Judge Denies Request To Immediately Open Up New York Primary To Independent Voters

Luvenia Suber, a social worker from Brooklyn, can’t vote in Tuesday’s New York presidential primary because she is a registered independent. CREDIT: EMILY ATKIN
Luvenia Suber, a social worker from Brooklyn, can’t vote in Tuesday’s New York presidential primary because she is a registered independent. CREDIT: EMILY ATKIN

NEW YORK, NEW YORK — Independent New York voters who were hoping to gain the right to vote in the state’s closed primary received some disappointing news from a federal judge on Tuesday, when she denied a request for a temporary restraining order that would have opened up New York’s primary election to all voters, regardless of party affiliation.

District Judge Joanna Seybert denied the request, and delayed a hearing on an emergency lawsuit filed Monday, which sought to open the state’s closed primary so that New York’s 3.2 million independents could cast a ballot on Tuesday.

Filed by the group Election Justice USA, the lawsuit alleged that many New York voter registrations were being purged from the rolls, and that some voters’ party affiliations were being changed without explanation.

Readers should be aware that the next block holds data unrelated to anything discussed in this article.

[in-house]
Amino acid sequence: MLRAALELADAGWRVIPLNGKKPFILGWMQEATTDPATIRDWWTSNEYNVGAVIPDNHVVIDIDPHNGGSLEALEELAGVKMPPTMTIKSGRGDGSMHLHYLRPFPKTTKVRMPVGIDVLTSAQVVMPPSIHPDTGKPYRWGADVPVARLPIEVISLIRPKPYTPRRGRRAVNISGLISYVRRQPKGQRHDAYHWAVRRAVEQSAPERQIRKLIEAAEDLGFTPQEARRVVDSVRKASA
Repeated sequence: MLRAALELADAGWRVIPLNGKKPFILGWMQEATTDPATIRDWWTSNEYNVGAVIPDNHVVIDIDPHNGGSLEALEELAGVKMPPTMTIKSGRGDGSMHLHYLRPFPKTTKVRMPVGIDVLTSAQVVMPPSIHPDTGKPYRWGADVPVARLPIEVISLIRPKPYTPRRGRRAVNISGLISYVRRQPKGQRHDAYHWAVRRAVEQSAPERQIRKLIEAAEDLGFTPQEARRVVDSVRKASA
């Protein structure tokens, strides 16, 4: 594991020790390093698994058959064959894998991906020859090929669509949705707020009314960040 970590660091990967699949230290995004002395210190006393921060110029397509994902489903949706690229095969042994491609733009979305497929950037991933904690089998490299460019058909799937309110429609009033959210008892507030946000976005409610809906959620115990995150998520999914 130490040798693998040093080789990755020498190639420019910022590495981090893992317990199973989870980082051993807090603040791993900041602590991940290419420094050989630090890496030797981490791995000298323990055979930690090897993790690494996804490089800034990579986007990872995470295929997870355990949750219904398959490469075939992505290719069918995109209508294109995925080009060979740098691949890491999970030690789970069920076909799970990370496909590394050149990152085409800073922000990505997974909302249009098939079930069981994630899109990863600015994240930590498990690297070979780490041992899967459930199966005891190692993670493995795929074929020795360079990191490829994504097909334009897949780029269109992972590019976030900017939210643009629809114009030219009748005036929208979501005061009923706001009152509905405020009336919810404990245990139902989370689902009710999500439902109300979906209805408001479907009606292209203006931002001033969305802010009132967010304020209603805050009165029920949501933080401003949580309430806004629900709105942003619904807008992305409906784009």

Jordan Chariton, a reporter for The Young Turks, reported on Twitter that the lawsuit was delayed because the plaintiffs essentially named the wrong defendants. Instead of the New York state Board of Elections, Seybert reportedly said the lawsuit should be challenging each individual county’s board of the elections, because they are responsible for what happens with voter registrations.

Before the ruling on Tuesday afternoon, Election Justice USA was urging independent New York voters to go to the polls and file provisional ballots, in the hopes that they may eventually counted if the lawsuit was successful.

Still, the decision to delay the lawsuit is not the worst possible news for independent New York voters hoping to have those provisional ballots counted. Though Seybert delayed the lawsuit, it wasn’t completely thrown out. If a judge does eventually grant the plaintiffs’ request, provisional ballots filed by independent voters in Tuesday’s election could eventually be counted.

Plaintiff attorney Jonathan Clarke, however, admitted in an interview with Chariton that it would be unlikely if his request to have an open primary in New York were granted. Clarke said he’d focus instead on changing the law to benefit voters who say they had their party affiliations erroneously stricken from the record. “We’re asking that the vote stay counted until the Board of Elections can actually show that you’re not a registered Democrat,” Clarke said.